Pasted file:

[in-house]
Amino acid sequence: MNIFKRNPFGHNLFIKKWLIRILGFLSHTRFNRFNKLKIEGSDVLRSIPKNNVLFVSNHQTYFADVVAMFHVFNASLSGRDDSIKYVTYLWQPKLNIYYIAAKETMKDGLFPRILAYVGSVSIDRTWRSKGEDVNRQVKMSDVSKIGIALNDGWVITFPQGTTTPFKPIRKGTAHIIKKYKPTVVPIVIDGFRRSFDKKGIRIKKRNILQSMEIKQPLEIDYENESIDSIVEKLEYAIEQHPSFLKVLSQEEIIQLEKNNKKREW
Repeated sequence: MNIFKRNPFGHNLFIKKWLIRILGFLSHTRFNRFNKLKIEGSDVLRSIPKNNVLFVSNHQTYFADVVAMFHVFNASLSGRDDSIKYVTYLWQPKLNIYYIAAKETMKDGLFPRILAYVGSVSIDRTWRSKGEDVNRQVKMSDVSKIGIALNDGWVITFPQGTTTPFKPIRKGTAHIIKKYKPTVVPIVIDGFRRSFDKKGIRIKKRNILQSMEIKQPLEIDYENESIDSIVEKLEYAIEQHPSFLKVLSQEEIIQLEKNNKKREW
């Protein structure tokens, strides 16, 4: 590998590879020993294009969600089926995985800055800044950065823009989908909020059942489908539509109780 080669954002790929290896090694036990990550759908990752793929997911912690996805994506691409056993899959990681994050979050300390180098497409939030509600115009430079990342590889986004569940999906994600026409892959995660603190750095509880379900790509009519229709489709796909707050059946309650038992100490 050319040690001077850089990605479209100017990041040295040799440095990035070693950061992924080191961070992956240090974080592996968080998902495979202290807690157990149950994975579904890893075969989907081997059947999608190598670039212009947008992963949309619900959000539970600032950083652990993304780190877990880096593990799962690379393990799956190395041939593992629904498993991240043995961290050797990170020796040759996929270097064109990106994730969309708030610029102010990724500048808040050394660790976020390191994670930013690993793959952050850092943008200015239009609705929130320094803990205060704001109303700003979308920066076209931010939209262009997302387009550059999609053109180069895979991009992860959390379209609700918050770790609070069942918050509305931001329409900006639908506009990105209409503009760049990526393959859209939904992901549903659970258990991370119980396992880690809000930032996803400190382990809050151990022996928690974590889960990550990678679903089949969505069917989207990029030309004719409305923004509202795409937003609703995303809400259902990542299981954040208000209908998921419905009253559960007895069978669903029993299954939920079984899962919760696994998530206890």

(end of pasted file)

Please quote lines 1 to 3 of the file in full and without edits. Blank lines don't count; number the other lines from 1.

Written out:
[in-house]
Amino acid sequence: MNIFKRNPFGHNLFIKKWLIRILGFLSHTRFNRFNKLKIEGSDVLRSIPKNNVLFVSNHQTYFADVVAMFHVFNASLSGRDDSIKYVTYLWQPKLNIYYIAAKETMKDGLFPRILAYVGSVSIDRTWRSKGEDVNRQVKMSDVSKIGIALNDGWVITFPQGTTTPFKPIRKGTAHIIKKYKPTVVPIVIDGFRRSFDKKGIRIKKRNILQSMEIKQPLEIDYENESIDSIVEKLEYAIEQHPSFLKVLSQEEIIQLEKNNKKREW
Repeated sequence: MNIFKRNPFGHNLFIKKWLIRILGFLSHTRFNRFNKLKIEGSDVLRSIPKNNVLFVSNHQTYFADVVAMFHVFNASLSGRDDSIKYVTYLWQPKLNIYYIAAKETMKDGLFPRILAYVGSVSIDRTWRSKGEDVNRQVKMSDVSKIGIALNDGWVITFPQGTTTPFKPIRKGTAHIIKKYKPTVVPIVIDGFRRSFDKKGIRIKKRNILQSMEIKQPLEIDYENESIDSIVEKLEYAIEQHPSFLKVLSQEEIIQLEKNNKKREW